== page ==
There were guy's cartwheeling, another ran up the wall and then flipped backwards onto the floor, all the others doing their own thing, spinning, kicking, all very individual, but all with a common beating rhythm. There were guy's back dropping, girls spinning, and some couples doing their own set dances to their best tracks. The floor area was skirted by an 'L shaped stage', on which some dancers would bob and dance in unision making sure they didn't jump too high by the even lower roof. It was simply out of this world, in a word ' MINDBLOWING '.
This is where I wanted to be, the whole place and atmosphere gave out such a buzz, and the 'crowd would introduce themselves and you would become a great friend (Brother) who they trusted whatever. There was a second tunnel running parallel to the first from the dancefloor to the 'gents' and the two tunnels were joined by narrow archways, the archway nearest the dance-floor housed the DJ's.
FRANK WILSON DO I LOVE YOU
"By the time 11 pm had arrived the place was a hot teeming mass of high energy - so hot and crowded the exit door would be opened, and some would head down the wooden stairs to dance in the courtyard to try to cool down!" The place would become so hot condensation would drip down the black washed walls as if the 'Cat' itself was sweating'. I remember on the final All- nighter the heat and condensation was so bad the paint would peel off the walls if you touched them, and the bouncing from the floor caused the water droplets formed on the ceiling would be shook off and it was like dancing in the rain. As the club filled up and due to the lack of space on the floor the dance routines became a bit more simple. Sometimes when we
went, when it was quiet (wed nights) we would all try to dance like somebody who had a dance we admired and try to do things to modify our own style of dance , something I still enjoy today.
But alas this is all now a distant memory, but I hope these words (although impossible) go some way to explaining what a thrill, and exciting experience it was, an unforgettable, and a brilliant place The Catacombs was when it was Buzzing.....Never to be forgotten Nige.
History of the Cat's. It was July 13th 1974 that saw the closing of the Catacombs. Situated in a semi-derelict building in Temple street Wolverhampton the venue became a focal point for lovers of the Rhythm 'n' soul sound. The place was unforgettable, the most amazing atmospheric and ideal location imaginable. Powerful beats echoing down bare brick tunnels like trains rushing down a mine-shaft, the home of underground dance.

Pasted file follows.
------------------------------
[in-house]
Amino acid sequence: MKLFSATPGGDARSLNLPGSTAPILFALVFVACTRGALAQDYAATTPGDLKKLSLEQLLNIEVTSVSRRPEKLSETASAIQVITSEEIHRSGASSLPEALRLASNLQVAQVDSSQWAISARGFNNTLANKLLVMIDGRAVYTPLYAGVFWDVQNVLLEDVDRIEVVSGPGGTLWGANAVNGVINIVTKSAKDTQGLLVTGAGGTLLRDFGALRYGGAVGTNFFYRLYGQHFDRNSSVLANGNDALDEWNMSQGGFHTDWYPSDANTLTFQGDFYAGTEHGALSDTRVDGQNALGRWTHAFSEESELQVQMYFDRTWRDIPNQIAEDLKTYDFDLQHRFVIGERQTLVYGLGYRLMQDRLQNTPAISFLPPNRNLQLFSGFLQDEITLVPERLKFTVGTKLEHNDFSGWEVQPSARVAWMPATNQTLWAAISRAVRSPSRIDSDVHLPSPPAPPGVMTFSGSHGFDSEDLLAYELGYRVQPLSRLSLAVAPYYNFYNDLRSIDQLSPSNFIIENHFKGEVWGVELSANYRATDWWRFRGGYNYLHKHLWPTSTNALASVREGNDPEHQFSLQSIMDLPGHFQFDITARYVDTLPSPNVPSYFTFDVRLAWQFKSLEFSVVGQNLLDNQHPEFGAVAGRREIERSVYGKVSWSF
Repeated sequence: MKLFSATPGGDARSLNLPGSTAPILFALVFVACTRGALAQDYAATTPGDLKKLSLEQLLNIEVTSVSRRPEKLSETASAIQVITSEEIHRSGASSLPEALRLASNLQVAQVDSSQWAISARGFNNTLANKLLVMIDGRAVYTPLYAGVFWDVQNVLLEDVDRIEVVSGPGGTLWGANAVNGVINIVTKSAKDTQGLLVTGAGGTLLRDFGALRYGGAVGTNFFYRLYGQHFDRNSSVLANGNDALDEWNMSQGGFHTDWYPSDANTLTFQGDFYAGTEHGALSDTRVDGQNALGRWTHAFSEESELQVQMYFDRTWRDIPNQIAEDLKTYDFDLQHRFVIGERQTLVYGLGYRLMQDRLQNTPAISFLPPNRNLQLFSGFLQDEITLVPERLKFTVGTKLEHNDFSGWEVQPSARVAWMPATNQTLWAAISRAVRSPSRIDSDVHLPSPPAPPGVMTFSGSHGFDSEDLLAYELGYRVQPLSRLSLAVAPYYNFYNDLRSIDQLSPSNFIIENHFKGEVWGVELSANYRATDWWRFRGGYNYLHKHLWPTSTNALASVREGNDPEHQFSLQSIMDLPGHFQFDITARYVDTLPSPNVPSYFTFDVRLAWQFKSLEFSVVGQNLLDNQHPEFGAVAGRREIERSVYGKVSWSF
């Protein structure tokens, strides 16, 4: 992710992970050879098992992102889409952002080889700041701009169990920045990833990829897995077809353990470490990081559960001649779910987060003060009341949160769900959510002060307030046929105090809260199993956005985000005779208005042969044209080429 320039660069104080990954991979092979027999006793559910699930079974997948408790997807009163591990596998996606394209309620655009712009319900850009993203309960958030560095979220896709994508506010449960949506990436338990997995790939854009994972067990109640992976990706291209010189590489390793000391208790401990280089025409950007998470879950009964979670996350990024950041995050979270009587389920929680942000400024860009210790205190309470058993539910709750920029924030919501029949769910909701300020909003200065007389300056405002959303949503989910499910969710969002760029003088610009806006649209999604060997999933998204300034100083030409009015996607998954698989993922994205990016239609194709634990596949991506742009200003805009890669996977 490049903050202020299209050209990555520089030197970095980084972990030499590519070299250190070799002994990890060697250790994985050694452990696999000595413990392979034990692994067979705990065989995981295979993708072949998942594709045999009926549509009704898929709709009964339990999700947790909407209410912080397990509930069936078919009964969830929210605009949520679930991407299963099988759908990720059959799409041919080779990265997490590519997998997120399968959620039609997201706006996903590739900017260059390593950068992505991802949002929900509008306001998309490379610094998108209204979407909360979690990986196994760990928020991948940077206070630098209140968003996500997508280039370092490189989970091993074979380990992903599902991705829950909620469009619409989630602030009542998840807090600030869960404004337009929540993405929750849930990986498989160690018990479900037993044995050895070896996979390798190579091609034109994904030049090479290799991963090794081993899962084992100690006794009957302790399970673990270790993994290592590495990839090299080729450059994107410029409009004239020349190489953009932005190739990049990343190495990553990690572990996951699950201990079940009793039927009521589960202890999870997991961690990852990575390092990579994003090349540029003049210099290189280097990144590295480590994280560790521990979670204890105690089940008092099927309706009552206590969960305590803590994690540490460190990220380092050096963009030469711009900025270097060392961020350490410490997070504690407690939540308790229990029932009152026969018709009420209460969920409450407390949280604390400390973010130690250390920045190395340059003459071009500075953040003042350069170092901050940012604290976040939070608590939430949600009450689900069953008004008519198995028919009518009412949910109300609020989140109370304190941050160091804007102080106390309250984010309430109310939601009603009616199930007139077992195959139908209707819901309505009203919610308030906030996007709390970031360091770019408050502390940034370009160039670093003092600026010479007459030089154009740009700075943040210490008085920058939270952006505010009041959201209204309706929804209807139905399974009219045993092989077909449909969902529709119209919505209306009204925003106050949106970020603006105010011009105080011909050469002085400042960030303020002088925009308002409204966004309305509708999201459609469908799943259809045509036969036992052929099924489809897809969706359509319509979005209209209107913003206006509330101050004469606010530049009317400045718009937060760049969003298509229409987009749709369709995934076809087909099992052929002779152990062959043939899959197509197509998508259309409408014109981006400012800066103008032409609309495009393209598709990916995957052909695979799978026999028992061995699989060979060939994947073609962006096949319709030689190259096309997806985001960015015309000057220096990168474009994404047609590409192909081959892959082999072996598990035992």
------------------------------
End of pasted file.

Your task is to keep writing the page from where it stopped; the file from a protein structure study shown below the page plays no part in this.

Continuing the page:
The music of young black America, ignored or copied by British artists on first release, was finally getting the recognition it deserved. Made for dancing, it quickly became the choice for another 60's innovation 'the discotheque. Night clubs installed record turntables and young entrepreneurs brought portable equipment and took the show on the road. The Disc Jockey's
of the day quickly realised that a great number of dance tunes had already been released in the UK, in the hope of repeating their stateside success. The search had begun, in earnest for yesterdays commercial flops, to play alongside the best new releases.
We who found and 'played it first' was king. A club owner with the insight decided in 1967 to get a few such 'kings' together under one roof, that roof covered the Catacombs.
Virtually always the first to play the dance hits of the day, it became a magnet for the followers nationwide. There were several successions to the DJ throne over the years, but the object was always the same:
quality soul music that makes you want to move. Slow or fast, sweet or gritty, vocal or instrumental. Unreleased imports and studio masters of immense rarity and value inevitably became necessary to keep the venue in front - a place it stayed until closure in 1974. The legacy left to music and dance by the Catacombs should not be forgotten. It was not tainted by the commercialism of the record industry and led a scene devoted to the promotion of obscure artists, songwriters and musicians who produced musical works of merit and originality. Many such artists have gone on to become major stars, following this initial exposure.
The first DJ of note to play at the venue was on Alan 'S' Smith, who was
promptly usurped by the area's then biggest name 'Farmer' Carl Dene.
Alan 'S' was soon joined by ' Major' Robert Crocker - a combination
which soon proved too powerful for the management to resist. The
boundless enthusiasm and energy of this pair traveling far and wide in
search of 'the sound' kept the venue well ahead. It was on such a foray
that 'Bob Crocker met his untimely death, leaving a shaken Alan 'S' to